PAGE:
Rastafari shows how this cultural and political context helped to shape the development of a Black collective identity, demonstrating how Rastafarians confronted society-wide ridicule and oppression and emerged prouder and more united, steadfast in their conviction that they were a chosen people.

  • Scenes of Subjection: Terror, Slavery, and Self-Making in Nineteenth-Century America

    by Saidiya Hartman

    Sold out

    The groundbreaking debut by the award-winning author of Wayward Lives, Beautiful Experiments, revised and updated.

    Saidiya Hartman has been praised as “one of our most brilliant contemporary thinkers” (Claudia Rankine, New York Times Book Review) and “a lodestar for a generation of students and, increasingly, for politically engaged people outside the academy” (Alexis Okeowo, The New Yorker). In Scenes of Subjection—Hartman’s first book, now revised and expanded, with a new foreword, afterword, and illustrations—her singular talents and analytical framework are turned toward the “terrible spectacle” of slavery, illuminating the intertwining of violence, subjugation, and selfhood even in abolitionist depictions of enslavement. Through unmasking the hidden and overlooked at the margins of the historical archive, Hartman radically reshapes our understanding of history, in a work as resonant today as it was on first publication, now for a new generation of readers.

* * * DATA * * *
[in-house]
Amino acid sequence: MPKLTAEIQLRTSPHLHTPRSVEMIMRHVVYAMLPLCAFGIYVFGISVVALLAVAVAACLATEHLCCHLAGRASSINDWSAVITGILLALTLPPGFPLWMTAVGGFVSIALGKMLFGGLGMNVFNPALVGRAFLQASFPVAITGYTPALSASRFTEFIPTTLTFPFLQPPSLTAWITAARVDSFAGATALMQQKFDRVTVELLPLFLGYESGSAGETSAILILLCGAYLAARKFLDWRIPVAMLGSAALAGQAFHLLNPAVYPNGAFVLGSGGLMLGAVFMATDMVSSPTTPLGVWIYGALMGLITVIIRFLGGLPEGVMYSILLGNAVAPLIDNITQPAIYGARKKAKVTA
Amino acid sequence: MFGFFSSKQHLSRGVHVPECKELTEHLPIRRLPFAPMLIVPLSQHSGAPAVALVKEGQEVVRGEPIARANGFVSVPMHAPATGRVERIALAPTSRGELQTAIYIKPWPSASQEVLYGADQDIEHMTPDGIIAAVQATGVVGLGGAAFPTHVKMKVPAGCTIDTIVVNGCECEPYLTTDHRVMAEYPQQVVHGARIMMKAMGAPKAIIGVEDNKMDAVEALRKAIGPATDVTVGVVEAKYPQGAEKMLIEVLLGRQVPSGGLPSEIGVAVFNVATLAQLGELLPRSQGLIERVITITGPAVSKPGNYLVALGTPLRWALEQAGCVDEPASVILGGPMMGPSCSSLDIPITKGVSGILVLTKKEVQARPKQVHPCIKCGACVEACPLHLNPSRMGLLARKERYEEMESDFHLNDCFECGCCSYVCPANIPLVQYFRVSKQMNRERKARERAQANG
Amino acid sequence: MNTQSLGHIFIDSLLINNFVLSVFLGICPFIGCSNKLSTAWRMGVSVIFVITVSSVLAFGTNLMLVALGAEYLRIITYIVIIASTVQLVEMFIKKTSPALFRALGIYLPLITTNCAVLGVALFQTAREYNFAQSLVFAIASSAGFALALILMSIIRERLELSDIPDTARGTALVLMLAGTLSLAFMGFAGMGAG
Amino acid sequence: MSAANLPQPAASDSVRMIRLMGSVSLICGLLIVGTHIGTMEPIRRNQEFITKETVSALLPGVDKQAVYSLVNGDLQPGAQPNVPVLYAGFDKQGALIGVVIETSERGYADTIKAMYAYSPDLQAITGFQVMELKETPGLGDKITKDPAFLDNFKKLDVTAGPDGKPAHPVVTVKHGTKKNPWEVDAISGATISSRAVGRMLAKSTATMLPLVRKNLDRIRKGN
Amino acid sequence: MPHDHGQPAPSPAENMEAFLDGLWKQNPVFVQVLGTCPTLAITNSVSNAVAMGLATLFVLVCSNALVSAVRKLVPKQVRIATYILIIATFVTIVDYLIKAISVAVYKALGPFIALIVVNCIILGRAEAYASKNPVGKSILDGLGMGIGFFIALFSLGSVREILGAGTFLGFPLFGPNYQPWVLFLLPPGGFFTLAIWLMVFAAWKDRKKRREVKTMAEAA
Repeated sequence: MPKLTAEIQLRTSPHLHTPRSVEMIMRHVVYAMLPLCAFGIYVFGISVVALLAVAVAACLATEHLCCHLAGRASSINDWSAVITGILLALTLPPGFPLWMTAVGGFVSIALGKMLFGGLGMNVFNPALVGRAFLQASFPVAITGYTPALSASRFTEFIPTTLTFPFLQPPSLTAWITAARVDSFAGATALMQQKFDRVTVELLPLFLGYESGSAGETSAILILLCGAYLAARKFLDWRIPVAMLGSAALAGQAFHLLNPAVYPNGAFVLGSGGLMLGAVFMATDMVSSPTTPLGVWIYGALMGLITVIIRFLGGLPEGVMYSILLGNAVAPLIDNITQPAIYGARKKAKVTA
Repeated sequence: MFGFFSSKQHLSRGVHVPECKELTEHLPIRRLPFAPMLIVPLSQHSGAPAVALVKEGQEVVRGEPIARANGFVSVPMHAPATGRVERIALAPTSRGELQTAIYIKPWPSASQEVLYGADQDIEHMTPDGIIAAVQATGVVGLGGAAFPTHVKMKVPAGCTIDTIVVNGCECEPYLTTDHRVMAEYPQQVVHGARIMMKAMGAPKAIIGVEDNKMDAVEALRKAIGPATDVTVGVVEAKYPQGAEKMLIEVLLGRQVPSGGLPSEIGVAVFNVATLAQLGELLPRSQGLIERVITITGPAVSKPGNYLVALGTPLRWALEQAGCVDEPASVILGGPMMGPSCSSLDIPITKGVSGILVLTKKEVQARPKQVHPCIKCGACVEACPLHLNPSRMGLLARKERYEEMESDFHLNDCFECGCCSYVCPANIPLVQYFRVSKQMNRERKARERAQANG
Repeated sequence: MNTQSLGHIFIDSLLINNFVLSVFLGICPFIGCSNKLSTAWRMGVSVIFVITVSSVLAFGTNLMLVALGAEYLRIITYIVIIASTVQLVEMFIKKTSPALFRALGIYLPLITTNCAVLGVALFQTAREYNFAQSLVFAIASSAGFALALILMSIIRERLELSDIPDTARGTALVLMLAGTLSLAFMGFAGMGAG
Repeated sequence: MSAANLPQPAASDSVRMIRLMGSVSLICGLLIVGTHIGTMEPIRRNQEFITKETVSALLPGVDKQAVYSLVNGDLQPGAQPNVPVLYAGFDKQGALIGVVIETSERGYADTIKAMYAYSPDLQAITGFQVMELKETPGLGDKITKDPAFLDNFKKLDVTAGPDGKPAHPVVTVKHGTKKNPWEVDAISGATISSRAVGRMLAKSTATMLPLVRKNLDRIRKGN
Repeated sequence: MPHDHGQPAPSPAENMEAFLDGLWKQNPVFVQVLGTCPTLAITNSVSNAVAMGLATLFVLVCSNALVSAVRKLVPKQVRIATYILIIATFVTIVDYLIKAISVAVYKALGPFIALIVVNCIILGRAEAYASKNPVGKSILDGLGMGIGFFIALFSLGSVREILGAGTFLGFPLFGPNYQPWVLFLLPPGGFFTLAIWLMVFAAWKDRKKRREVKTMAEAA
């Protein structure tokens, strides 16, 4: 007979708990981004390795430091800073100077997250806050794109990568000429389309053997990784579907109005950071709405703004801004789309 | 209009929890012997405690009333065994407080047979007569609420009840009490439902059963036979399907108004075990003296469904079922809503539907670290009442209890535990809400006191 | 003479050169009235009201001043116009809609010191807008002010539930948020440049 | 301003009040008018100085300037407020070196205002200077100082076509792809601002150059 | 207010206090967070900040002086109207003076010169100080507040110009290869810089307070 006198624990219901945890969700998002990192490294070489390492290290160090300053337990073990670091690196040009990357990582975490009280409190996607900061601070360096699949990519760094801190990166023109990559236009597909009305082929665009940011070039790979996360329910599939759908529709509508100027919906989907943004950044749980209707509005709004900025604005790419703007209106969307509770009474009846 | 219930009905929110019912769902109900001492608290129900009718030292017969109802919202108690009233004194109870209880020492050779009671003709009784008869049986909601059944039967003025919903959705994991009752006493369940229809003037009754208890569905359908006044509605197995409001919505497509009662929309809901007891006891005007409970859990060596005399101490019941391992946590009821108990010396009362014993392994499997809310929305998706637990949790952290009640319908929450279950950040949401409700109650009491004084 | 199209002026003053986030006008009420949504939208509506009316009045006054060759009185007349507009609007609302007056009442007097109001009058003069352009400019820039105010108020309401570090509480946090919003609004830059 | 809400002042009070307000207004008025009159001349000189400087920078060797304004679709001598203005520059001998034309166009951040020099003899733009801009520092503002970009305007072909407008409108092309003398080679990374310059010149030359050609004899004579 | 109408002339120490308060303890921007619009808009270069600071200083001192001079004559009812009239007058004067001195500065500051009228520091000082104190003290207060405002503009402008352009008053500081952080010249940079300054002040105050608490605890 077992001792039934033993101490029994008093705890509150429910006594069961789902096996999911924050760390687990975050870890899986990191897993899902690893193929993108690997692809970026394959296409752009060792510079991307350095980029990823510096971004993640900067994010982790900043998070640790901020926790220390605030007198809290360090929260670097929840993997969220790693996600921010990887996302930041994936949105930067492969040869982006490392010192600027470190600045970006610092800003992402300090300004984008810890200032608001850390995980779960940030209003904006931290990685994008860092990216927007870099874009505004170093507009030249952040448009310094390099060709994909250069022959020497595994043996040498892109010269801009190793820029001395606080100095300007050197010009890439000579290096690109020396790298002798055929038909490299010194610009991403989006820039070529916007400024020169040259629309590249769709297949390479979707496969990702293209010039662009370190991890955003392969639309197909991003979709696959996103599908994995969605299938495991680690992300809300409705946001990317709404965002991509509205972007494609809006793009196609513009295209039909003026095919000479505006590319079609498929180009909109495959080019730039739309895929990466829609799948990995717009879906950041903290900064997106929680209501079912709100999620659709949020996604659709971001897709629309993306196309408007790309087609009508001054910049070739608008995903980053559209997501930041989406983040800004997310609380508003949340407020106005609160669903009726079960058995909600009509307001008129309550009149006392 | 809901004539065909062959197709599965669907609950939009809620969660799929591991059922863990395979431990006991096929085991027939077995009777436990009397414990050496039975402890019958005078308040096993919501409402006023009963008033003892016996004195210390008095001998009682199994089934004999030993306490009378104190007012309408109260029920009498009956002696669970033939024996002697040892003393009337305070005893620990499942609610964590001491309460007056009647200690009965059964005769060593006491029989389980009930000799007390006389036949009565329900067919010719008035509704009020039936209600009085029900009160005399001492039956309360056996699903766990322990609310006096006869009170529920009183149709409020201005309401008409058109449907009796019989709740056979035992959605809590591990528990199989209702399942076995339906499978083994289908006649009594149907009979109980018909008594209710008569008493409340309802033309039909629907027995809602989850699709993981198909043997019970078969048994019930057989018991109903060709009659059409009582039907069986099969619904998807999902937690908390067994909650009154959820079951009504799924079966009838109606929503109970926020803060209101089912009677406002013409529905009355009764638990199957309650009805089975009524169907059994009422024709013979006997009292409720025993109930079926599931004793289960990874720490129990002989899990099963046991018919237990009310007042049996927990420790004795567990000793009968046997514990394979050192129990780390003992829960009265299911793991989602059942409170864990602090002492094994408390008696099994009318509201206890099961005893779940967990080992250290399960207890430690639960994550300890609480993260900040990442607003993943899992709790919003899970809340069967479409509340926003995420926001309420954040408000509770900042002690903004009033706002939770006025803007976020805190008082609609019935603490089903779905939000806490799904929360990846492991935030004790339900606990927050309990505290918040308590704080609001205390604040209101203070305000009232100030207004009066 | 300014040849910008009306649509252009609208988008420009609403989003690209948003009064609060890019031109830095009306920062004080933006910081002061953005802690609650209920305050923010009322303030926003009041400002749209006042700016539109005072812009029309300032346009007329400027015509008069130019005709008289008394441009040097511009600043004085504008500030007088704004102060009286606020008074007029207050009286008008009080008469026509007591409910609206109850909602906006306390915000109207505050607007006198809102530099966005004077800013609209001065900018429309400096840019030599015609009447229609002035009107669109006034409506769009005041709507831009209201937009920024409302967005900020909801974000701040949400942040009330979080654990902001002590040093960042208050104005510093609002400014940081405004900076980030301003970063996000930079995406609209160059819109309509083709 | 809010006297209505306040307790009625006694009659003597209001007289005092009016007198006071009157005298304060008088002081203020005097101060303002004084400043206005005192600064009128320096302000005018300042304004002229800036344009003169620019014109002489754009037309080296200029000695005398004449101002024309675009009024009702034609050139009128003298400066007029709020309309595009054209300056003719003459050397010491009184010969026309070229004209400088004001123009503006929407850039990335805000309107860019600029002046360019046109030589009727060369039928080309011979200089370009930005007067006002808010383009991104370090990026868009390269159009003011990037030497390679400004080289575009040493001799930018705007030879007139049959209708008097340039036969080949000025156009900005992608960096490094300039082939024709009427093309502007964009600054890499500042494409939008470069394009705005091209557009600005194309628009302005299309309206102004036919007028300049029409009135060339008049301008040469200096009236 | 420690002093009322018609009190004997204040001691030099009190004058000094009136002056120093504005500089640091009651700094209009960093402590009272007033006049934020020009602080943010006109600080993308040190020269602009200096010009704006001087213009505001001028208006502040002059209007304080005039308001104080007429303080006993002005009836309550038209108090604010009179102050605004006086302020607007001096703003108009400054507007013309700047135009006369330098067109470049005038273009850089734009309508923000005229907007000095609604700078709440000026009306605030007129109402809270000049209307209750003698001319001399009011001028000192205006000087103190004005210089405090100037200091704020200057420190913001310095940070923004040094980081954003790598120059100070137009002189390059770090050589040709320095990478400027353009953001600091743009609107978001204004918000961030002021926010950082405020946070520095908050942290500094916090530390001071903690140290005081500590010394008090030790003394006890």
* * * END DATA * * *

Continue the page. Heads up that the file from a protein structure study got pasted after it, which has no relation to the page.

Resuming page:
• Mobilizing Black Germany

    by Tiffany N. Florvil

    $26.95

    *Ships in 7-10 Business Days*

    Tiffany N. Florvil examines the role of queer and straight women in shaping the contours of the modern Black German movement as part of the Black internationalist opposition to racial and gender oppression. Florvil shows the multifaceted contributions of women to movement making, including Audre Lorde’s role in influencing their activism; the activists who inspired Afro-German women to curate their own identities and histories; and the evolution of the activist groups Initiative of Black Germans and Afro-German Women. These practices and strategies became a rallying point for isolated and marginalized women (and men) and shaped the roots of contemporary Black German activism.Richly researched and multidimensional in scope, Mobilizing Black Germany offers a rare in-depth look at the emergence of the modern Black German movement and Black feminists’ politics, intellectualism, and internationalism.